Russia’s aggression against Ukraine has, indirectly, led to a significant strengthening of NATO’s eastern wing defences. In addition to increasing the number of Allied forces troops on NATO’s eastern border, the conflict has also provided a strong impetus for the modernisation and development of the armed forces in the member states of the Alliance in Central and Eastern Europe. While some countries have been strengthening the capabilities of their armed forces for a long time (Poland and Hungary), others (the Baltic states) were forced to start an accelerated modernization process. The origin of the newly acquired weapons and military equipment also indicates which military giants in NATO are perceived as strategic allies by the Eastern Wing member states.
The Baltic states are among the most vulnerable members of the Alliance – given their size and geographical location. Therefore, Lithuania and Latvia have kicked off negotiations to purchase more than 120 Boxer infantry fighting vehicles of German origin. Estonia and Sweden have decided to join the Finnish-Latvian Joint development programme for Common Armoured Vehicle Systems (CAVS) based on Patria 6×6. Estonia is also planning to acquire Norwegian anti-aircraft systems NASAMS. It is expected that the defence industry cooperation between the Baltic states and Scandinavia will be strengthened even more after Finland and Sweden join NATO. In the meantime, all three Baltic countries have decided to increase their defence budgets, currently exceeding the 2% generally targeted by NATO members (Lithuania set the target to 2.52% and Latvia and Estonia to 2.5%).
The V4 countries began their modernisation programs even before the outbreak of war in Ukraine. The Czech Republic decided to get rid of its T-72M tanks (later sending many of them to Ukraine together with BVP-1s) and keeps only the modernized T-72M4CZ version in its arsenal. According to the information available so far, the Czechia plans to procure 50 new Leopard 2A7 + tanks and a smaller number of older Leopard 2A4 tanks, which will be used primarily for training. However, unlike the Slovak Republic, the Czech Republic has suspended the procurement of new infantry fighting vehicles. In contrast, Bratislava has only recently completed the procurement of wheeled combat vehicles – with the Finnish Patria 8×8 AMVXP being the winner. While the modernisation of the tank fleet in the case of the Czech Republic is a direct consequence of the conflict, the Slovak acquisition of armoured vehicles has been planned for several years. Both countries are also actively looking for ways to incorporate unmanned combat aerial vehicles into their air forces – and there is no doubt that it has been the deployment of drones in Ukraine that further increased interest in such systems.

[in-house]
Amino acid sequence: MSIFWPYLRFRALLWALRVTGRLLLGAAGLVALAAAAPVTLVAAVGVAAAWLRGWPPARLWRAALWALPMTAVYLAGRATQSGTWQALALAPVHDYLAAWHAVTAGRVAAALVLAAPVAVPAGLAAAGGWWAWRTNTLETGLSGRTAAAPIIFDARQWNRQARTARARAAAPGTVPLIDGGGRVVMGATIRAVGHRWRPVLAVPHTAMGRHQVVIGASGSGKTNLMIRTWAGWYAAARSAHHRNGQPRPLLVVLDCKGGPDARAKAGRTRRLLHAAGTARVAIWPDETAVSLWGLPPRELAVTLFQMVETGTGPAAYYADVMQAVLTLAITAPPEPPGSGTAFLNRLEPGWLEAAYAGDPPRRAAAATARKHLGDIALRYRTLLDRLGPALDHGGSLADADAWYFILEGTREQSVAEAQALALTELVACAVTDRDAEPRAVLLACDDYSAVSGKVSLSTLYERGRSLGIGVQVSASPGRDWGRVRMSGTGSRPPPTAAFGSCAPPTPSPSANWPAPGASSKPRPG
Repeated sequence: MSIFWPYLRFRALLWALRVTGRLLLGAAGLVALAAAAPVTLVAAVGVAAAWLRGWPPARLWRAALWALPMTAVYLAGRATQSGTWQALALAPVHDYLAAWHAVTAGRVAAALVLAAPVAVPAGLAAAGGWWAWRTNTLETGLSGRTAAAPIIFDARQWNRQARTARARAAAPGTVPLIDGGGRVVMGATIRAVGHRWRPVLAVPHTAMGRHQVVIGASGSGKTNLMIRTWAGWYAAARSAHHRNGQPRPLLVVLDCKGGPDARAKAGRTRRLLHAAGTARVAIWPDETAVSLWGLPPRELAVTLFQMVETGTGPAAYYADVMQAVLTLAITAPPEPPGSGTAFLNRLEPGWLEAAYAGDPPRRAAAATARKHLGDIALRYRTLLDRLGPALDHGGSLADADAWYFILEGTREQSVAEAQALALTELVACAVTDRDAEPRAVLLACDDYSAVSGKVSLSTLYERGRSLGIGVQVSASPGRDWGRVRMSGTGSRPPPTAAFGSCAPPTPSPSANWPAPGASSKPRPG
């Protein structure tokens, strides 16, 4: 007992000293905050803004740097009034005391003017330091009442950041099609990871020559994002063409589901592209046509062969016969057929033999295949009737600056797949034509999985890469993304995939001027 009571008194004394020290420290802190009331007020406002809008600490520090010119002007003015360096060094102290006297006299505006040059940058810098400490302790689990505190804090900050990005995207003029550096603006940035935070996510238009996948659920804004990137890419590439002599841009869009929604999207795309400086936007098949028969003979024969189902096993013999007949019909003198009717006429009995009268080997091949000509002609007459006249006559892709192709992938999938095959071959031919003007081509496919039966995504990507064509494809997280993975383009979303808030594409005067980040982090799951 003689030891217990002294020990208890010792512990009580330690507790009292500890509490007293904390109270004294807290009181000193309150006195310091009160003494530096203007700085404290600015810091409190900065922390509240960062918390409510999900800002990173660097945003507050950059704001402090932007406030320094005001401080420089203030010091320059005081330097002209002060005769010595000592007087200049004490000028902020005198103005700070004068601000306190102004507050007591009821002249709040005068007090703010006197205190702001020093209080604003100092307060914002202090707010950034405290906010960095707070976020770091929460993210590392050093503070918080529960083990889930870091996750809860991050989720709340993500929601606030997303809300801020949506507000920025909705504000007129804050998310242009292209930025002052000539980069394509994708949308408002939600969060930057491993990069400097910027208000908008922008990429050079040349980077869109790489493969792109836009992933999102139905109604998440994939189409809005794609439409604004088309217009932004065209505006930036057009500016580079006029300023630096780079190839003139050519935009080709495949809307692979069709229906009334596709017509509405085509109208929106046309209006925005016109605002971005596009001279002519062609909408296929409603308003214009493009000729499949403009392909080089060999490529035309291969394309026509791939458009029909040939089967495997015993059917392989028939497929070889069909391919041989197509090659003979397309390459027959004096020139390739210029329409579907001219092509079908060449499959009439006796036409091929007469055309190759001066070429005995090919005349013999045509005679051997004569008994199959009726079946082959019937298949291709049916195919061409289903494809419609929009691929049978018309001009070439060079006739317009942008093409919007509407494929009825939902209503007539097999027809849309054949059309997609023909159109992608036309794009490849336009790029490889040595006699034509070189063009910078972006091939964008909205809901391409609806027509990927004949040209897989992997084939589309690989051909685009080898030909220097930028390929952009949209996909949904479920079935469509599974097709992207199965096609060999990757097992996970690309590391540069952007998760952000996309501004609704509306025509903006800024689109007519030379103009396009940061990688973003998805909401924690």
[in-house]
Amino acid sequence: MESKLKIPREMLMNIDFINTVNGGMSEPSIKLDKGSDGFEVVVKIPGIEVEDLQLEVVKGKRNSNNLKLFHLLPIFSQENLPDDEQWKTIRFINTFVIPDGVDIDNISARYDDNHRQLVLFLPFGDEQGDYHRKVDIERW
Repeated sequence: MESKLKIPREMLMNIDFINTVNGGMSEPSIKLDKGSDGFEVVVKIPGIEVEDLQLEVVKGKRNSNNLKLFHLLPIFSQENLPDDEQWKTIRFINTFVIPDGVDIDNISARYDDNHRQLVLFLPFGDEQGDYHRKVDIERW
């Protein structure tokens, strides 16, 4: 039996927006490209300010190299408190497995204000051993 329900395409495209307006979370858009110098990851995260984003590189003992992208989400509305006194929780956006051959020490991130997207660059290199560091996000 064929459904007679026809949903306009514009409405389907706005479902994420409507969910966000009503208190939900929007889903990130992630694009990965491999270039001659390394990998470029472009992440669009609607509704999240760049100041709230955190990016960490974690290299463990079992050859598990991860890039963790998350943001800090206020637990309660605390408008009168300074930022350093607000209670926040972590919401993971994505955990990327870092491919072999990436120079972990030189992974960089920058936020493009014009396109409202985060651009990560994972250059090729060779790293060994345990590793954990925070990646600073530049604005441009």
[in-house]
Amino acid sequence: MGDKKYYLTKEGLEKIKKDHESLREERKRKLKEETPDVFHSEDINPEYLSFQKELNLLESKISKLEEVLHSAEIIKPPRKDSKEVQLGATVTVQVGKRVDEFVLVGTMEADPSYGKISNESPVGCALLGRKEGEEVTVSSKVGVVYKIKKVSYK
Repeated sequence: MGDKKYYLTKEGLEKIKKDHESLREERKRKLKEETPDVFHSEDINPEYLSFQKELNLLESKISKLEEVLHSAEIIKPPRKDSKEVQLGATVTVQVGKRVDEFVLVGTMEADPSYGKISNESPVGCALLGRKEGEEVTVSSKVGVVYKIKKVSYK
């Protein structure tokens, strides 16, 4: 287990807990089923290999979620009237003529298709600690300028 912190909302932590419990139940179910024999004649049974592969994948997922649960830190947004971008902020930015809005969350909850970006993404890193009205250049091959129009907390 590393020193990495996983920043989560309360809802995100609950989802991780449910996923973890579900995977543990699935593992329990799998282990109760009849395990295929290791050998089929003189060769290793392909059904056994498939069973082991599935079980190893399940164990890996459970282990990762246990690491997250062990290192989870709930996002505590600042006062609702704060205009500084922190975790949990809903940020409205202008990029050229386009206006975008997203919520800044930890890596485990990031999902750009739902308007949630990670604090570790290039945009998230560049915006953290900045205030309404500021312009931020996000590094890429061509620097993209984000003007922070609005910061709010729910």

Hungary also started a major modernisation of its armed forces before the outbreak of the conflict in Ukraine. As a part of the Zrínyi 26 program, the country practically changes the equipment of its entire army – from heavy vehicles (ordering Leopard 2 tanks, local production of Lynx tracked armoured vehicles), to artillery (procurement of German Panzerhaubitze 2000 or planned acquisition of the latest German 155mm systems on HX3 chassis) and plans to buy new fighter jets. It is also interesting to see that Budapest has ordered the latest version of the Czechoslovak training aircraft L-39NG. Hungary’s new Minister of Defense, Kristóf Szalay-Bobrovniczky, has close trade relations with Aero – the aircraft manufacturer.